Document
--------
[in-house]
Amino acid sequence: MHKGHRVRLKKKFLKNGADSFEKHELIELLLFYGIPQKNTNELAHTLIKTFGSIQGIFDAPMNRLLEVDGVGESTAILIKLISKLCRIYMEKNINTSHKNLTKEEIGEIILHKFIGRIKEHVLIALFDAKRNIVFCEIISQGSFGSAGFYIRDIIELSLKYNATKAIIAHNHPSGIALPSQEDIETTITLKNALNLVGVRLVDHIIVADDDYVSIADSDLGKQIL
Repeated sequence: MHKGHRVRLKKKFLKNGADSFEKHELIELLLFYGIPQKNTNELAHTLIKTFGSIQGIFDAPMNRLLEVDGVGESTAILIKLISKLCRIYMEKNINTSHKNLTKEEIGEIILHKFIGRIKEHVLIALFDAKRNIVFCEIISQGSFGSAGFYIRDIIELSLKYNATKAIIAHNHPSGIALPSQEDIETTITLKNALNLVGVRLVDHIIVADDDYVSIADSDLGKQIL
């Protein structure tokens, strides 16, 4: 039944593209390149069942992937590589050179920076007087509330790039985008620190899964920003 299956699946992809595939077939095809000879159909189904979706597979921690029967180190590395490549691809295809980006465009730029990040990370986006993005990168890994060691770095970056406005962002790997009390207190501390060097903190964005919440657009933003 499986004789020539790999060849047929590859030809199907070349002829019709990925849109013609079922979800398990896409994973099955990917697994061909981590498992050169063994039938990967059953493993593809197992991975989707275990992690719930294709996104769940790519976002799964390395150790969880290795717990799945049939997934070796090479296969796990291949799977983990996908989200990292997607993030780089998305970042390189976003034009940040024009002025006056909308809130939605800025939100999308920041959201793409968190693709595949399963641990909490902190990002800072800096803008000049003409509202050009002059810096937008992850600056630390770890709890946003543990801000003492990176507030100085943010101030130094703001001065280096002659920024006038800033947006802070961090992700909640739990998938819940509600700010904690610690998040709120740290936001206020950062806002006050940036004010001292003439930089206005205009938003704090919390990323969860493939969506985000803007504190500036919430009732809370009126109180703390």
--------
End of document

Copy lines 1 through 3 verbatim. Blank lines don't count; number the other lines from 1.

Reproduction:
[in-house]
Amino acid sequence: MHKGHRVRLKKKFLKNGADSFEKHELIELLLFYGIPQKNTNELAHTLIKTFGSIQGIFDAPMNRLLEVDGVGESTAILIKLISKLCRIYMEKNINTSHKNLTKEEIGEIILHKFIGRIKEHVLIALFDAKRNIVFCEIISQGSFGSAGFYIRDIIELSLKYNATKAIIAHNHPSGIALPSQEDIETTITLKNALNLVGVRLVDHIIVADDDYVSIADSDLGKQIL
Repeated sequence: MHKGHRVRLKKKFLKNGADSFEKHELIELLLFYGIPQKNTNELAHTLIKTFGSIQGIFDAPMNRLLEVDGVGESTAILIKLISKLCRIYMEKNINTSHKNLTKEEIGEIILHKFIGRIKEHVLIALFDAKRNIVFCEIISQGSFGSAGFYIRDIIELSLKYNATKAIIAHNHPSGIALPSQEDIETTITLKNALNLVGVRLVDHIIVADDDYVSIADSDLGKQIL